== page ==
Behind the Eight-Ball: Hardboiled Noir and the Existential Chinese Angle

to say goodbye is to die a littleI am really into Film Noir right now, so here are some of my thoughts on this.

If no one reads this, that’s ok; this is just me getting some thoughts out there.

I just finished watching two, very different, films in this genre:

Brick (with Joseph Gordon-Levitt)
And
The Killing (classic Kubrick film)

It’s amazing to see how the interaction between elements in each one is totally different, yet converges to a similar degree of uncertainty, a sort of ominous feeling that our “hero” has already lost, even before events untangle to their last consequences.

I cannot emphasize how important this last element is to the whole genre:
Our “hero” is already broken, he’s just trying to pick up the pieces of whatever it was that broke him.

I will focus on Brick, only because it struck a different nerve, one not usually stricken, at least not like this.

In the very first scene of Brick our young “detective” Brendan (played by Gordon-Levitt) stares at the dead body of a young dame*; we can only assume our cat* was dizzy with the dame* in question. This is it, there is no way to win here, no way to rate*, but he must get on with the lay* – as Marlowe would put it – and follow the trail, hear what the other cats and dames sing*, until the fat ankle* does what she does, and then, only then, after he crabs* what the pieces tell him, only then might he find rest, a wicked kind of rest, the kind that’s disrupted at night by the nightmares of what was lost and cannot be retrieved. But none of this is in his mind during the lay*. During the job he’s in some sort of limbo that consists of broken memories and a keen sense of the now, this is what allows him to keep going, this is why he won’t drop it: there is no future; he knows it… hell, he can even feel it; what follows is just what follows, and we can’t do a thing about it, but silently root for Brendan to find out who did this to Emily, and why.

What follows is full of what we want – what we need – from this kind of film: kids with decks* wearing iron*, a young canary*, one dish* to die for who knows her worth (as she claims in a song/poem during a fancy party, while playing the piano), a trustful wise head* sidekick/partner, a local kingpin, and a case involving more sharpers* than a pack of mouthpieces* at a convention in Las Vegas.

The twist? All of these guys are high school kids, and, you know what? It works, it totally works.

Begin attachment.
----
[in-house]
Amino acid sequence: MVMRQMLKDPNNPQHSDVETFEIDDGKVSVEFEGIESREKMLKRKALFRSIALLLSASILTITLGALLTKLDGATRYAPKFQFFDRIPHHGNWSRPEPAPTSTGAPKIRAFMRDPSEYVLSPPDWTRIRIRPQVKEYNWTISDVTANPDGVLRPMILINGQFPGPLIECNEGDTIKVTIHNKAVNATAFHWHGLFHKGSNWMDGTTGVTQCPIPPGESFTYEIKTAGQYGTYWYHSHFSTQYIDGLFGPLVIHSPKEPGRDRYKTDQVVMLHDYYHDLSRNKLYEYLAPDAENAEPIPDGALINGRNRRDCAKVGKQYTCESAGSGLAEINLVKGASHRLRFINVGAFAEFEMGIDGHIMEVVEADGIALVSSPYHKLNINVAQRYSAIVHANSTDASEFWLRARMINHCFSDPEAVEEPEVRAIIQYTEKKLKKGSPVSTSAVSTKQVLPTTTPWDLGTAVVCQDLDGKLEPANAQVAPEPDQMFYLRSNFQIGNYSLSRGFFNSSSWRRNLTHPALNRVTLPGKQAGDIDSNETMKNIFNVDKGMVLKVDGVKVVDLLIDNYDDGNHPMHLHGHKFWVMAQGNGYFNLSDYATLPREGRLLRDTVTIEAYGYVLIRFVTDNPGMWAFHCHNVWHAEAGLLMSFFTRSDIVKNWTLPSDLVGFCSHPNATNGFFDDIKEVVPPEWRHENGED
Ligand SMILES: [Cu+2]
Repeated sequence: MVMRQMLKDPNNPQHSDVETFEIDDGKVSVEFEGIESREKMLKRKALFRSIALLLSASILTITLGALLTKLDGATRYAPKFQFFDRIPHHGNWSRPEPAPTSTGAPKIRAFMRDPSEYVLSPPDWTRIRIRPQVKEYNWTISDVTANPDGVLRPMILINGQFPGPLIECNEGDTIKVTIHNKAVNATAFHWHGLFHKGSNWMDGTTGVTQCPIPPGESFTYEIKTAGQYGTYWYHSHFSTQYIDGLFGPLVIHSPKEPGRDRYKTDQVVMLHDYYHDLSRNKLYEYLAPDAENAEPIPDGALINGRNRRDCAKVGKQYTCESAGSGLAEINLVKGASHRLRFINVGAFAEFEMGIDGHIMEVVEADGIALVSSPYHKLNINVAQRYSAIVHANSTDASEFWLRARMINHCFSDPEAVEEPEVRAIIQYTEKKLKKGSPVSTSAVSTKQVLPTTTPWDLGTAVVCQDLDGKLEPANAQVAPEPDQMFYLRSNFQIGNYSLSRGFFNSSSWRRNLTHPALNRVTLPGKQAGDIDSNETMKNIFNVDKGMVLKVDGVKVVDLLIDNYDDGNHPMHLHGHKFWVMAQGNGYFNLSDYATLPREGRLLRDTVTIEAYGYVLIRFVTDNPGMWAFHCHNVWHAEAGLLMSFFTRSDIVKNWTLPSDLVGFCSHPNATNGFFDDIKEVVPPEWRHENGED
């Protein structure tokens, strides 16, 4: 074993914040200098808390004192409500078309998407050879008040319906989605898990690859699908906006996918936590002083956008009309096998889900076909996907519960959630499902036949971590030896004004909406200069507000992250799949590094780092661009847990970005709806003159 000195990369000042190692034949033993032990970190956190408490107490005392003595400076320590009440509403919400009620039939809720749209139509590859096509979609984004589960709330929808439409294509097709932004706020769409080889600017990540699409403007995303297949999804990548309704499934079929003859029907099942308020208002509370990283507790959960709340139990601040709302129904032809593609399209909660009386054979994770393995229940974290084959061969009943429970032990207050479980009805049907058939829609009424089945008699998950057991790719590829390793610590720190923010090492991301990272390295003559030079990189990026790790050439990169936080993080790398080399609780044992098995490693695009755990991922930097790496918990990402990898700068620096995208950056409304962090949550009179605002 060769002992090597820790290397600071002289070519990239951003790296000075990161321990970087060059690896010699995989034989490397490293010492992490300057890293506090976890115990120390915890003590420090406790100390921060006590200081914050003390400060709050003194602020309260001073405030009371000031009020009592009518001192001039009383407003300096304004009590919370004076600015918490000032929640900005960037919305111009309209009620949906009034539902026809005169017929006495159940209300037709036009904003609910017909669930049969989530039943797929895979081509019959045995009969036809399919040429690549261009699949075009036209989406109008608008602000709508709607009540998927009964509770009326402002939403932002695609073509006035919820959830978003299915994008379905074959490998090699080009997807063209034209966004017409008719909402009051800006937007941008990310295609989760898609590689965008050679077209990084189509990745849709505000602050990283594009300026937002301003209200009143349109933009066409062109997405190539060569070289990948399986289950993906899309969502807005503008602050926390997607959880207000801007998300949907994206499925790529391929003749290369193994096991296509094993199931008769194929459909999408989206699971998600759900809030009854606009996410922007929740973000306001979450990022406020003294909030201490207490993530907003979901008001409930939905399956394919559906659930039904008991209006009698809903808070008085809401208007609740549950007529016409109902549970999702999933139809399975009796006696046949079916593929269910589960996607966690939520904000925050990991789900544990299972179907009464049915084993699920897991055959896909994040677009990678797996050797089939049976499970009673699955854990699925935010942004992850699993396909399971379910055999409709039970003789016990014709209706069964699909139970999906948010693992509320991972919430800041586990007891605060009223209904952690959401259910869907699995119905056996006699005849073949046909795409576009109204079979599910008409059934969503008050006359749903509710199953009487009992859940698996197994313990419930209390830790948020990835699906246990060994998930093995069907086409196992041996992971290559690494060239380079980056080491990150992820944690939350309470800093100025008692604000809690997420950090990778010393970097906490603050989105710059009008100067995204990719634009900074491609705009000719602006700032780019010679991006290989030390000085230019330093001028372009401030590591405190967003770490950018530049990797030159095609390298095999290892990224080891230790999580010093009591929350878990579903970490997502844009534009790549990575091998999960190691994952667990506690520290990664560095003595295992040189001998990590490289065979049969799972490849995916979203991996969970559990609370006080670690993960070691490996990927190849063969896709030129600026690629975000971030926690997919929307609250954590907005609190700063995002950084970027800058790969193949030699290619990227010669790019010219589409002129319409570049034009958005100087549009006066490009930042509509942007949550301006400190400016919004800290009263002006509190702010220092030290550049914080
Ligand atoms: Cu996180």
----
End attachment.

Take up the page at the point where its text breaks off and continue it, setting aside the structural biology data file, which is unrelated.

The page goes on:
So yeah, let’s move to a Noir world for a while, and imagine ourselves in a world where we, as main characters, are as doomed as doom can be, but also, a world where we don’t care about it, where we can’t even think about it, let’s taste the flavor of doing something for nothing really, while dreaming of that dame to kill for, while we keep our grit, pushing towards that thing that awaits at the end of the road: our last, long, Big Sleep.

It’s damn worth it.

( Dictionary for *-marked words available at: http://www.miskatonic.org/slang.html )

Victor Pelevin on Myths and Meaning

Via The Helmet of Horror

“[…] if a mind is like a computer,

perhaps myths are its shell programs:

sets of rules that we follow in our world processing,

mental matrices we project onto complex events to endow them with meaning. […]”

The “Why is there something rather than nothing?” question from another perspective.

I guess it all depends on what “is” is? Doesn’t it?

Another good reason to Think Context: How well do we know how we felt/feel about something?

Imagine this:

You get to do a really repetitive,simple and boring task, then you are given $5 to tell someone, also waiting to do the task, that the task was not boring. Now imagine the following, instead of $5, you get payed $100 to do the same thing….

How does this change how you feel about the task?

“Well,” you might say, “young chap, this doesn’t alter how I feel or felt about such endeavors, after all, I am a gentleman and a scholar who knows that a boring task is a boring task and that’s it. Cup o’ tea?” Well… Actually…

It turns out that if you get payed $5 and tell the other guy that the task was not that bad, you actually start to believe that the task was not that boring, while if you get payed $100 and tell the guy that the task was not that bad, you don’t believe it yourself. The idea behind this is that you get to fool yourself into believing the task was not that boring because you experience cognitive dissonance, since you are holding two psychologically incompatible thoughts. In this case: the task is boring and a “bad reason to lie” ($5) or a “good reason to lie” ($100).

You see, you feel the need to reduce this dissonance to make you feel better about yourself, so that you are “not really lying for $5,” but rather you “actually did not dislike the task that much.”

Think about it…

Yeah Science!